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DDoS threat rising back up the agenda

Increased digital transformation and lower costs for criminals mean that denial of service attacks are going to rise and deserve the channel's attention

The security spotlight has been firmly on ransomware for the past year but there are suggestions that resellers need to start working with customers to make sure that the defences against DDoS attacks are holding firm.

With DDoS rising again in popularity as a form of attack, firms of all sizes are in the cross hairs as cyber criminals look to use denial of service as a chance to extort a ransom, damage brand and create a diversion as part of a multi-layered assault on the network.

Marc Wilczek, managing director at Link11, said that digital transformation meant that there were almost no businesses that were not dependent on the web and that meant DDoS attackers had many more targets to go for.

"As organisations go digital every single business sooner or later is exposing themselves to much greater dependency on the availability of their IT infrastructure and exposing themselves to a whole new suite of risks," he said.

"Everything is becoming interconnected with IOT, connecting multiple cloud to one another and mobile computing. The IT landscape overall is changing fundamentally and because of that we are now seeing an unprecedented number of attacks and frequency, size of the attacks and they are becoming more complex," he added.

The firm has been monitoring the market and seen  an increase of 10% in the number of DDoS attacks between Q4 and Q1, with an average of 160 a day. Link11 has started to recruit channel partners to focus on an addressable market in the UK it believes is worth £103m this year, rising to £195m by 2021.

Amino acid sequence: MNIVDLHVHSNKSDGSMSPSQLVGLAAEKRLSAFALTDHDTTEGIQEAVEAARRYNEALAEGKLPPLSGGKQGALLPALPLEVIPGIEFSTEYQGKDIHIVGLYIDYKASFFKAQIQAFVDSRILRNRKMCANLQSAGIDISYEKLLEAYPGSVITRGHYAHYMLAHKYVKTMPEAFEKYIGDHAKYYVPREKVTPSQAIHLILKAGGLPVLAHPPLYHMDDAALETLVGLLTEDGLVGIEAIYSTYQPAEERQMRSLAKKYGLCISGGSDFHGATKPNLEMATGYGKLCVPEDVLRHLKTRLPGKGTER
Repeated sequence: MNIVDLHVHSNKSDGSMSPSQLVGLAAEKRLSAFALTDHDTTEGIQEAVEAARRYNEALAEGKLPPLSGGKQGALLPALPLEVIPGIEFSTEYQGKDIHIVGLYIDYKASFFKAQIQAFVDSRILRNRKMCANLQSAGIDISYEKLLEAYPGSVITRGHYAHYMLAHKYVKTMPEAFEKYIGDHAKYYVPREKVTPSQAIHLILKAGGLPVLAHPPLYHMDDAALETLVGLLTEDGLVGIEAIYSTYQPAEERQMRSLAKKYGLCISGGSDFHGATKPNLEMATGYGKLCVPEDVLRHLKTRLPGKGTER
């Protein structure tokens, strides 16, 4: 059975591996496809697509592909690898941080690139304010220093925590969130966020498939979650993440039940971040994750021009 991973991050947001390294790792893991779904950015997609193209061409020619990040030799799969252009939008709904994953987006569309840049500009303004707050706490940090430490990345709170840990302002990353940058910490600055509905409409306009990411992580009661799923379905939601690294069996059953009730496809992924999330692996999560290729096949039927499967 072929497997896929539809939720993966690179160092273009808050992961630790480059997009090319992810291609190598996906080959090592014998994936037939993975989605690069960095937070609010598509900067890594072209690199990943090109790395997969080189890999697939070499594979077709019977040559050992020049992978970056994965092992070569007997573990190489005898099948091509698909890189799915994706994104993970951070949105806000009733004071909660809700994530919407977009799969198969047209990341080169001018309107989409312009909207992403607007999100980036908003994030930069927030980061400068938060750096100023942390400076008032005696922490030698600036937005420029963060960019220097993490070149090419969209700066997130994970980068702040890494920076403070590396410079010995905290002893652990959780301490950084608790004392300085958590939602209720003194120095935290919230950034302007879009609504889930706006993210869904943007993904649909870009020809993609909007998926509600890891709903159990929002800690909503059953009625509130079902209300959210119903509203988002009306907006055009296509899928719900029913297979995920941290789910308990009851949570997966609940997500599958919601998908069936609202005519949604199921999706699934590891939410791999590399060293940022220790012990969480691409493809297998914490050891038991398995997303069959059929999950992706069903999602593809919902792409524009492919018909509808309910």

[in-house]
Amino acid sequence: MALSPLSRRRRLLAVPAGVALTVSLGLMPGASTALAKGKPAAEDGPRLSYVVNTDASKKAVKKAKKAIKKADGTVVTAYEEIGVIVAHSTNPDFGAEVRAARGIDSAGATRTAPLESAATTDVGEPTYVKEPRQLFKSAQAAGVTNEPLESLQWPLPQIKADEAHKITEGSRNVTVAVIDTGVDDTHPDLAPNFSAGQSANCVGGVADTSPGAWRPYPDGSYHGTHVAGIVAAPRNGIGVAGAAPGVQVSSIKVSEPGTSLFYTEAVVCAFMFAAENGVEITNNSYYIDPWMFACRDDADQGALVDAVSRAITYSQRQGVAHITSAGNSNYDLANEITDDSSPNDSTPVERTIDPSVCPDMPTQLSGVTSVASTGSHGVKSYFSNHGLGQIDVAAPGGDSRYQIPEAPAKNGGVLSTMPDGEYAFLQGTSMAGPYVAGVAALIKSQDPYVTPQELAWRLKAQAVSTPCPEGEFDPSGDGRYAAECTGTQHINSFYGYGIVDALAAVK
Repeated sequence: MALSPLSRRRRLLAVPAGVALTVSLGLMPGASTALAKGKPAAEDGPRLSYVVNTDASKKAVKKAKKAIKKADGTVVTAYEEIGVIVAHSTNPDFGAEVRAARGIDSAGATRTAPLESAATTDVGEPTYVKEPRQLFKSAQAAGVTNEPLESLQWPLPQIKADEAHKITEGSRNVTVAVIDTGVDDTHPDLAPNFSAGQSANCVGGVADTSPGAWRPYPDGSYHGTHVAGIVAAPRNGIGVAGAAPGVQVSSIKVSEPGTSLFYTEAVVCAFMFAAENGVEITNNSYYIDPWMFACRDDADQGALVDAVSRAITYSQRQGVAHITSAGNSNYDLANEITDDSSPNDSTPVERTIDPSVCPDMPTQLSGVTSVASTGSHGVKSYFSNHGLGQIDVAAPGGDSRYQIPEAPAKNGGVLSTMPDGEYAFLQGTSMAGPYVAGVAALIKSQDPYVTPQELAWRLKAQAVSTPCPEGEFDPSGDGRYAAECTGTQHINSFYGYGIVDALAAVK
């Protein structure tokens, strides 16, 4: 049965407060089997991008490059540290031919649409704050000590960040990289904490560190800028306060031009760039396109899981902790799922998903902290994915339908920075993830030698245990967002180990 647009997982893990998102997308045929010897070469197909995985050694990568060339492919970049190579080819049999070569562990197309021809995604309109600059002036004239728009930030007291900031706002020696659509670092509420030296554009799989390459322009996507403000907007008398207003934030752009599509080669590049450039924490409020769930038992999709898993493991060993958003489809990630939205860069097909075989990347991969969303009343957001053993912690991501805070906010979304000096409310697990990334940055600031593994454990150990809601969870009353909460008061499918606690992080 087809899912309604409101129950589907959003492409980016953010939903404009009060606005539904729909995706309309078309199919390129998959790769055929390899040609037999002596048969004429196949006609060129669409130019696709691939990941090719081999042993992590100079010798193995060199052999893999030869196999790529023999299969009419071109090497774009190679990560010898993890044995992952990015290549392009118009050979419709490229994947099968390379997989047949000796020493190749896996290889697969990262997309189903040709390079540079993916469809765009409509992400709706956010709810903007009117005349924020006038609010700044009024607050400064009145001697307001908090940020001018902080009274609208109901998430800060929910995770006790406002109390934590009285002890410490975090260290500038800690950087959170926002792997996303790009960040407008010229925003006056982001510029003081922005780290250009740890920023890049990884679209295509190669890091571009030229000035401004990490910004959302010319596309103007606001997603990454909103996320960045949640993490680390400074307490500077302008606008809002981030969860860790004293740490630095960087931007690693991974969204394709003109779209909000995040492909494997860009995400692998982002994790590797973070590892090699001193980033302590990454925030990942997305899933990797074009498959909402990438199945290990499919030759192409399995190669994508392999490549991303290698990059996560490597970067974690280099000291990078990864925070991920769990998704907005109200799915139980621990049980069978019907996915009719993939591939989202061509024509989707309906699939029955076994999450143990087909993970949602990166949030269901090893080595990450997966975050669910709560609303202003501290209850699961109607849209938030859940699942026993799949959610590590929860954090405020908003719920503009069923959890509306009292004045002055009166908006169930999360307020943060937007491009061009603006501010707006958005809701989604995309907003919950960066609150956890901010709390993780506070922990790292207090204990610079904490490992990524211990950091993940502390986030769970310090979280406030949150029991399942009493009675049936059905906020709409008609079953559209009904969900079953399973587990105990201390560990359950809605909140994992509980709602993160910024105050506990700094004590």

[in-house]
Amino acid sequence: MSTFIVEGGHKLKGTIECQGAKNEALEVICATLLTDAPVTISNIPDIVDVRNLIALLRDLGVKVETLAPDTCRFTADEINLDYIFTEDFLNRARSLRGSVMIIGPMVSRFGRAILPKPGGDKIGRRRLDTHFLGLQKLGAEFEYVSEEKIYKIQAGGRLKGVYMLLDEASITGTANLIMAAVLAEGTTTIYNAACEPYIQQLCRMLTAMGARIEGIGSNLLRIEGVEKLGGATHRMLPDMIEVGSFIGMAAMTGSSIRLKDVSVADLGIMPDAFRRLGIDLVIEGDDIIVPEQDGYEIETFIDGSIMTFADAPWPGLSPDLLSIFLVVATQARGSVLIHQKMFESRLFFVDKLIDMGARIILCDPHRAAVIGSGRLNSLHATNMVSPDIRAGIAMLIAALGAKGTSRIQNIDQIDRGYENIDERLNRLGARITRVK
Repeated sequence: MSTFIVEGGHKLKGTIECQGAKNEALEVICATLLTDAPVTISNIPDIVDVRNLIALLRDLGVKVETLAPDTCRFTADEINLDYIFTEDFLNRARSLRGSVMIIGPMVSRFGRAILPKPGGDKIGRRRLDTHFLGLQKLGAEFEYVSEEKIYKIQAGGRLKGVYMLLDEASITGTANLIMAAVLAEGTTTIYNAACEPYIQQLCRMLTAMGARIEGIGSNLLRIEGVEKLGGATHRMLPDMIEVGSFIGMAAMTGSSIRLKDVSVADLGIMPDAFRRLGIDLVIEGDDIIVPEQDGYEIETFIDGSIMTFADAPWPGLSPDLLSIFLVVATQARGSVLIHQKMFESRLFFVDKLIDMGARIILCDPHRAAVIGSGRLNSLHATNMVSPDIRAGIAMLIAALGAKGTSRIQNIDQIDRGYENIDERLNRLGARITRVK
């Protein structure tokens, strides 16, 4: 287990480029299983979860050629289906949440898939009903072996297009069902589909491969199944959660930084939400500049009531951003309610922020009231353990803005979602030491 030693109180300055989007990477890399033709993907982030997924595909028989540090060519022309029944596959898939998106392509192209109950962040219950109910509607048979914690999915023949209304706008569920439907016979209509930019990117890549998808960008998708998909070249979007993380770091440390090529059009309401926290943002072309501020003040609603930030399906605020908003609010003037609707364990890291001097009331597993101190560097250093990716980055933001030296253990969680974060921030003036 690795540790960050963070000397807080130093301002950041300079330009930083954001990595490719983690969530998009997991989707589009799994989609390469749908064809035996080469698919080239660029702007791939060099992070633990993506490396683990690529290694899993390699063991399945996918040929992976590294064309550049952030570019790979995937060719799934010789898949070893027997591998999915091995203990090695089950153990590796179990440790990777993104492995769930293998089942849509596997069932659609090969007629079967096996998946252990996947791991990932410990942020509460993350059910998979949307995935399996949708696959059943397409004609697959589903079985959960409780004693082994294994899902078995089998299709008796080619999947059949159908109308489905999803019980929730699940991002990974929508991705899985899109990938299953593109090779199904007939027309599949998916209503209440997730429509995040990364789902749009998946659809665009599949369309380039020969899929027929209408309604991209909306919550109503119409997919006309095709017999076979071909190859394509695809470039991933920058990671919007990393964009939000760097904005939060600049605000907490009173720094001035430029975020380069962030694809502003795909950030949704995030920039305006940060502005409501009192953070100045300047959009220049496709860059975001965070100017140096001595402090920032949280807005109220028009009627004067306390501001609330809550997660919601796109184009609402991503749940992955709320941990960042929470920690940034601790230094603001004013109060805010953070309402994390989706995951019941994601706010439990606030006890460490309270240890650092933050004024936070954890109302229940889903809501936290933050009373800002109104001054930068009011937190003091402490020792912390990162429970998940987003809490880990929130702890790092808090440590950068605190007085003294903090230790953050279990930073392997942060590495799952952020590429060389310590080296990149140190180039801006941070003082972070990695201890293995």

Bytes SP has signed up as the first VAR and Aatish Pattni, regional director UK and Ireland at Link11, who has joined from Check Point, said that it was in discussions with four or five more and expected to sign some of those soon to spread the message about DDos to more customers.

"The cost of launching a DDoS attacks has dropped considerably. We talk about the benefits of automation and AI for us but sadly the same thing applies for the [criminals]. We are very quickly approaching an inflexion point where DDoS as an attack vector for extortion overtakes ransomware," he said.

Others dealing with the DDoS issue have also been sounding the call for more action by the channel to step up the fight against the threat.

Ronald Sens, EMEA director, A10 Networks, said that the cost of launching an attack had come down and was now being offered as a service with the number of targets for criminals was significant.

"Such a service meant that criminals could flood servers with traffic for as little as $18 per month. With no technical expertise, criminals were able to launch around four million DDoS attacks against a wide range of targets, such as banks, government agencies and private companies. For the victims, around a third of downtime is due to DDoS attacks," he said.

"These attacks are becoming bigger, more frequent, and more sophisticated. The explosion in the use of the cloud, the digital transformation that many companies are undergoing, benefits both victim and attacker," he added.

DDoS motivations

Ransom - easy to monetise the cyber crime threating firms with network disruption if they don't pay. This has been hitting small businesses as well as large with Link11 noting that a third of the targets were SMEs

Political - disruptive around government and media trying to make it difficult for messages to get out in times of elections or national emergencies

Disruptive - Some of the attacks have been timed to make it difficult for government and firms to react to events

Diversion - using DDoS to take the eyes away from an attack that is happening elsewhere in the network

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